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Arwen's Travel Dress and Cloak

I live in San Francisco and Halloween is a pretty big deal. I was looking for a costume and nothing that was for sale was appealing to me. While searching online for ideas I ran across the www.alleycatscratch.com site and was entirely blown away by the costumes people had created. I really, to that point, had no intention of making my own costume...but the damage was done. I fell in love with Arwen's Traveling dress and thought I would give it a whirl. I do not have a sewing machine (well ok I have a 100 year old one which is not functional) so the entire costume was created by hand. When I was a child I used to hand sew clothing for my stuffed animals but hadn't attempted to sew anything since home-ec in high school....

So after reading a whole bunch of the contributions and suggestions I came up with a concept on how to make the costume...this means I was not using a pattern.

By the way the costume was a big hit. People were stopping me on the street to find out where I got the costume...I was elated!

The first stop was the fabric store. I bought 5 yards of dark purple velvet. I don't know the formal name for the fabric but it is stretchy not the more stiff version of real velvet. I bought 2 yards of silver gray fabric which was the same nature as the purple fabric for the lower sleeves. When I selected the purple fabric I really thought it was very dark blue. So I bought 1 yard of navy blue silk for the upper sleeves. I couldn't find material which I thought would mimic the design of the sleeves...well there was one but it was 27 dollars a yard and I wasn't prepared to invest that much money. I thought I would paint or sew a design in silver on the upper sleeves. I also bought 1 yard of silver braid trim, 1 yard of silver roll braid, and 2 yards of another braid trim. Later I purchased 2 more silver jewel trim rolls which were each 2 yards. I really could have used 6 more inches of the braid.

The purple fabric was 60 inches from edge to edge. I draped it a number of different ways before deciding how to make the first cut. I decided to cut two rectangles... 25" x 60". One for the front and one for the back. I turned the good sides in and sewed in 6 inches on either side of the top leaving a hole for my head.

If I were to do it again I would have made the top 22" wide and at the waist I would have flared it as much as possible...

Anyways...after sewing the shoulders I tried it on so see how it was hanging. I have a round derriere and noticed that the back was not touching the floor as desire and there was extra length in the front. I decided not to trim the back of the collar at all. I was concerned about making the dress too low cut to be worn and decided to cut an arc which was 8 inches deep in the front. I figured I could always make it deeper later but once you cut that's it. I found the center and carefully cut. I tried it on again and decided I could address the shortage in the back by offsetting the armpits.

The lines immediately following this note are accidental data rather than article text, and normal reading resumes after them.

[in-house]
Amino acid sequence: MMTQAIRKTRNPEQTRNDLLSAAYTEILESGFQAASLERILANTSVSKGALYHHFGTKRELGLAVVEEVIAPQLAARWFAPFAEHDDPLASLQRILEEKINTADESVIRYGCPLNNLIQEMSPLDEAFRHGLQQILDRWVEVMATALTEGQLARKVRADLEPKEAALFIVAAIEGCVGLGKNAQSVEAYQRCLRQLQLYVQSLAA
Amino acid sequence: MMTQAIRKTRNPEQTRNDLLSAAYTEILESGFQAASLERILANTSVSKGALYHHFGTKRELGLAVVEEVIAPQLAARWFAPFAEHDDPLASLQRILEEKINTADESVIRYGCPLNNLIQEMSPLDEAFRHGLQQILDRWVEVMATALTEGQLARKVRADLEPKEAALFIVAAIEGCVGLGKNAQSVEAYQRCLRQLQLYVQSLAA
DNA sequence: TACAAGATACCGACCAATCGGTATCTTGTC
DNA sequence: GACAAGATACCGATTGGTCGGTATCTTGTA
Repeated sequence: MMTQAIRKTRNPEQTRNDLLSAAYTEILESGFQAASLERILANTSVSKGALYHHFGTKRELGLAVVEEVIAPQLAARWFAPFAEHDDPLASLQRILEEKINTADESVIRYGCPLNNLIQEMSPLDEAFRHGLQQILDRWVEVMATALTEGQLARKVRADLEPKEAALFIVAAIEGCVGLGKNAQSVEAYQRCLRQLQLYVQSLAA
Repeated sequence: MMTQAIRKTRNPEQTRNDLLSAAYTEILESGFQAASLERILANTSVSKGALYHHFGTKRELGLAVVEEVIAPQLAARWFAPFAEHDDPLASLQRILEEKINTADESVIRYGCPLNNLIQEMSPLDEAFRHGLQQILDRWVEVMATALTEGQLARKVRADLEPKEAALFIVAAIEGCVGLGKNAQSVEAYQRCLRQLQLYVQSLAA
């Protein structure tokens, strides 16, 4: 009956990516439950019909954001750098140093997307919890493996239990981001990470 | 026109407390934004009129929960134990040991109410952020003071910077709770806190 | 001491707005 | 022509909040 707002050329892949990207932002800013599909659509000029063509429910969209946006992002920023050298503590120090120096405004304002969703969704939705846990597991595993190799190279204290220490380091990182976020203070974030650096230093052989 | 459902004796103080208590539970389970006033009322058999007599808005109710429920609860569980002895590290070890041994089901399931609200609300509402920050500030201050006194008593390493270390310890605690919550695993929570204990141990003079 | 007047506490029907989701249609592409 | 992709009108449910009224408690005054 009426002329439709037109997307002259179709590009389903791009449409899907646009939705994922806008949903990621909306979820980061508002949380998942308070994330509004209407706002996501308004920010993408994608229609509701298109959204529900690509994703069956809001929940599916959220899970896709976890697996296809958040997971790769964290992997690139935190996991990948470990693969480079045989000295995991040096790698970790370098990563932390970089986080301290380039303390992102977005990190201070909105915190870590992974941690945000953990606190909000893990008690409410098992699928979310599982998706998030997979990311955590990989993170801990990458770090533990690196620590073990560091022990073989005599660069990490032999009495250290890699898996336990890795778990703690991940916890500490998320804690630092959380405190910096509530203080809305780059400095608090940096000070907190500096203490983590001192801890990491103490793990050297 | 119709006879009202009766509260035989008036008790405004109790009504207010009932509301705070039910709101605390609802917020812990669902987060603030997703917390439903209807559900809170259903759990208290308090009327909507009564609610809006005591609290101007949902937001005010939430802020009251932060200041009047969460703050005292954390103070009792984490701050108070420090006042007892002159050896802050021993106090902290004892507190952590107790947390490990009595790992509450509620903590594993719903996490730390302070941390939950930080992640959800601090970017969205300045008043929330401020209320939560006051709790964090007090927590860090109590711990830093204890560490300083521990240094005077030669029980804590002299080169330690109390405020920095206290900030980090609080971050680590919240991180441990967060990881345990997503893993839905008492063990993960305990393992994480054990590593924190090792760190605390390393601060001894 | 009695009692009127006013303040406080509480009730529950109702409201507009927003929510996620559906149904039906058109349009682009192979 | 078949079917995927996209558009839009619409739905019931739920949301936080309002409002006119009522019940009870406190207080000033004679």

Dress plan   Offset

The picture above shows the offset. I came up with the measurements for the collar and how deep to sew for the armholes by measuring some clothing I had at home.

I pinned the offset while the garment was draped over me in the mirror in the bathroom. Unfortunately, no one else was around to help out with this part of the project. I sewed starting 9.5" from the shoulder down 6 inches.

I picked the 6 inches as a waistline based on my figure and where my hips begin. The plan was to insert triangles of fabric from the waist to the ground. I made a mistake at this point. I didn't want to have to hem the bottom so I pinned the triangles in from the hem up. I do not recommend doing this that way. The proper way to do it would be to pin from the point/waist of the triangle first down to the floor (my Mom informed me after the fact.)  Also a consideration is the bulk of the fabric paired with your hips. Looking at patterns in the store they avoided adding bulk to the hips by inserting fabric expansions elsewhere in the dress... 

With the body of the dress in place, I started on the upper part of the sleeves. One of the related alleyscratch.com websites recommended cutting rectangles 10"s wide. I wanted to gather the sleeves and make then a little puffy, so I cut the silk to 22". I had enough extra fabric and tried painting it which did not come out well. I instead used some plain fabric. If I were to do it again I would have made the 22" much less and the 10"s probably to 8" instead. I sewed the sleeves together so they were circles or tubes. Figuring out the proper way to attach the tubes to the dress took a while. I pinned everything before hand sewing. I also was concerned about the delicate nature of the silk and used double sided bias tape for the sleeve to body seams.

Upper sleeve Lower sleeve